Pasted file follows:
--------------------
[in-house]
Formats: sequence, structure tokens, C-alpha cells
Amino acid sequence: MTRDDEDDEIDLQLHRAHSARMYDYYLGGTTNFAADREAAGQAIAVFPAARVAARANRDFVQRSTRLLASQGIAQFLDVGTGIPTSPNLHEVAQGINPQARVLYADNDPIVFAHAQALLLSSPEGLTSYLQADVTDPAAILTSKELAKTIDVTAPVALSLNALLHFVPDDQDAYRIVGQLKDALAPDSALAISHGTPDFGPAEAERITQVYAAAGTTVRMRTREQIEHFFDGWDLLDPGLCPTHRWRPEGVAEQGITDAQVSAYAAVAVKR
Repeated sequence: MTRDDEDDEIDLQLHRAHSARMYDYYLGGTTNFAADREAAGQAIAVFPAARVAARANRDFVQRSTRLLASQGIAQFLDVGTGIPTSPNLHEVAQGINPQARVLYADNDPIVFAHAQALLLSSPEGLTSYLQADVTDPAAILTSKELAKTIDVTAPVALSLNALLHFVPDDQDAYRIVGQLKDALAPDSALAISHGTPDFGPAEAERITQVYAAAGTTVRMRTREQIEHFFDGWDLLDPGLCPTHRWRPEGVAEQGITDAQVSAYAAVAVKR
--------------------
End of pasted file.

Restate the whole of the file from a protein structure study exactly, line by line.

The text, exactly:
[in-house]
Formats: sequence, structure tokens, C-alpha cells
Amino acid sequence: MTRDDEDDEIDLQLHRAHSARMYDYYLGGTTNFAADREAAGQAIAVFPAARVAARANRDFVQRSTRLLASQGIAQFLDVGTGIPTSPNLHEVAQGINPQARVLYADNDPIVFAHAQALLLSSPEGLTSYLQADVTDPAAILTSKELAKTIDVTAPVALSLNALLHFVPDDQDAYRIVGQLKDALAPDSALAISHGTPDFGPAEAERITQVYAAAGTTVRMRTREQIEHFFDGWDLLDPGLCPTHRWRPEGVAEQGITDAQVSAYAAVAVKR
Repeated sequence: MTRDDEDDEIDLQLHRAHSARMYDYYLGGTTNFAADREAAGQAIAVFPAARVAARANRDFVQRSTRLLASQGIAQFLDVGTGIPTSPNLHEVAQGINPQARVLYADNDPIVFAHAQALLLSSPEGLTSYLQADVTDPAAILTSKELAKTIDVTAPVALSLNALLHFVPDDQDAYRIVGQLKDALAPDSALAISHGTPDFGPAEAERITQVYAAAGTTVRMRTREQIEHFFDGWDLLDPGLCPTHRWRPEGVAEQGITDAQVSAYAAVAVKR